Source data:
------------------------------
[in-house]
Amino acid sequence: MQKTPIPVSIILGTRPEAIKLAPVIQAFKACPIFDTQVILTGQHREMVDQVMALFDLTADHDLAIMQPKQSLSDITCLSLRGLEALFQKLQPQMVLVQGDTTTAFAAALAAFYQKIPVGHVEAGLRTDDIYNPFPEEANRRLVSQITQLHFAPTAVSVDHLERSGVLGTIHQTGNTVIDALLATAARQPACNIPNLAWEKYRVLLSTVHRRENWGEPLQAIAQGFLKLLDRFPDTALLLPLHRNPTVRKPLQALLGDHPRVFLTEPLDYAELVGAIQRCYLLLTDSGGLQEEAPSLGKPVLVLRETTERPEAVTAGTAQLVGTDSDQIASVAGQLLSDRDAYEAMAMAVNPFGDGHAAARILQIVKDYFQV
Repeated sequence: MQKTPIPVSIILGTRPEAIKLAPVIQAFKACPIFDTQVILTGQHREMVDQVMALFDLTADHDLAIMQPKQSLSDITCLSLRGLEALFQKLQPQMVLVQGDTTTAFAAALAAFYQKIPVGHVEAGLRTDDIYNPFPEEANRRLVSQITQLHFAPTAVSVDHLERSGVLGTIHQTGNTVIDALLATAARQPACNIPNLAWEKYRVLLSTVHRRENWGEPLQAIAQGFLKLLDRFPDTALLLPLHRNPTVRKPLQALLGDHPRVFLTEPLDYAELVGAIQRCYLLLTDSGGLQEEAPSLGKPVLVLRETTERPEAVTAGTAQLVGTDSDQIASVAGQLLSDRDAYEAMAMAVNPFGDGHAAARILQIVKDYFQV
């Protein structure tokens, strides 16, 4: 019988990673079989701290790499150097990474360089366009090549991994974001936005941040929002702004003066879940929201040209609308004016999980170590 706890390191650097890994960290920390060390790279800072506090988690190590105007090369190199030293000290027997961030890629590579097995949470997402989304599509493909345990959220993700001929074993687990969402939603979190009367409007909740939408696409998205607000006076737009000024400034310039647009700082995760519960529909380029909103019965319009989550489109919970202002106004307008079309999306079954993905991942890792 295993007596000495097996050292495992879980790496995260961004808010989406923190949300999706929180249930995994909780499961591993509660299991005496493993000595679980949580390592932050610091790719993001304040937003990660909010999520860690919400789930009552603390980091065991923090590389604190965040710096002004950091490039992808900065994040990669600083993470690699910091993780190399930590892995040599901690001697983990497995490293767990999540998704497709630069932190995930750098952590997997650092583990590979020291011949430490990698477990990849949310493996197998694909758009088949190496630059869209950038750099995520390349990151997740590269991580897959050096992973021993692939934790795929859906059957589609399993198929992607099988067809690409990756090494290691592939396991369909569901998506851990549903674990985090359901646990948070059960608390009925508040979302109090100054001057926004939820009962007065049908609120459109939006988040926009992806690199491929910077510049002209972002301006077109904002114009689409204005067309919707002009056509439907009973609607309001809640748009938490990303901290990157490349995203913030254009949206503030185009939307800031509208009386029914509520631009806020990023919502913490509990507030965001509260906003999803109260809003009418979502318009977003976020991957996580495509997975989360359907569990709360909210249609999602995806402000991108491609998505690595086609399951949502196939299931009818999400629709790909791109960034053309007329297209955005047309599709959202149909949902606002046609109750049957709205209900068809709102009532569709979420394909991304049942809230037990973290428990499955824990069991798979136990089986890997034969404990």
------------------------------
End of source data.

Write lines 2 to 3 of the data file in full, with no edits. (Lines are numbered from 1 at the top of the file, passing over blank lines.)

Amino acid sequence: MQKTPIPVSIILGTRPEAIKLAPVIQAFKACPIFDTQVILTGQHREMVDQVMALFDLTADHDLAIMQPKQSLSDITCLSLRGLEALFQKLQPQMVLVQGDTTTAFAAALAAFYQKIPVGHVEAGLRTDDIYNPFPEEANRRLVSQITQLHFAPTAVSVDHLERSGVLGTIHQTGNTVIDALLATAARQPACNIPNLAWEKYRVLLSTVHRRENWGEPLQAIAQGFLKLLDRFPDTALLLPLHRNPTVRKPLQALLGDHPRVFLTEPLDYAELVGAIQRCYLLLTDSGGLQEEAPSLGKPVLVLRETTERPEAVTAGTAQLVGTDSDQIASVAGQLLSDRDAYEAMAMAVNPFGDGHAAARILQIVKDYFQV
Repeated sequence: MQKTPIPVSIILGTRPEAIKLAPVIQAFKACPIFDTQVILTGQHREMVDQVMALFDLTADHDLAIMQPKQSLSDITCLSLRGLEALFQKLQPQMVLVQGDTTTAFAAALAAFYQKIPVGHVEAGLRTDDIYNPFPEEANRRLVSQITQLHFAPTAVSVDHLERSGVLGTIHQTGNTVIDALLATAARQPACNIPNLAWEKYRVLLSTVHRRENWGEPLQAIAQGFLKLLDRFPDTALLLPLHRNPTVRKPLQALLGDHPRVFLTEPLDYAELVGAIQRCYLLLTDSGGLQEEAPSLGKPVLVLRETTERPEAVTAGTAQLVGTDSDQIASVAGQLLSDRDAYEAMAMAVNPFGDGHAAARILQIVKDYFQV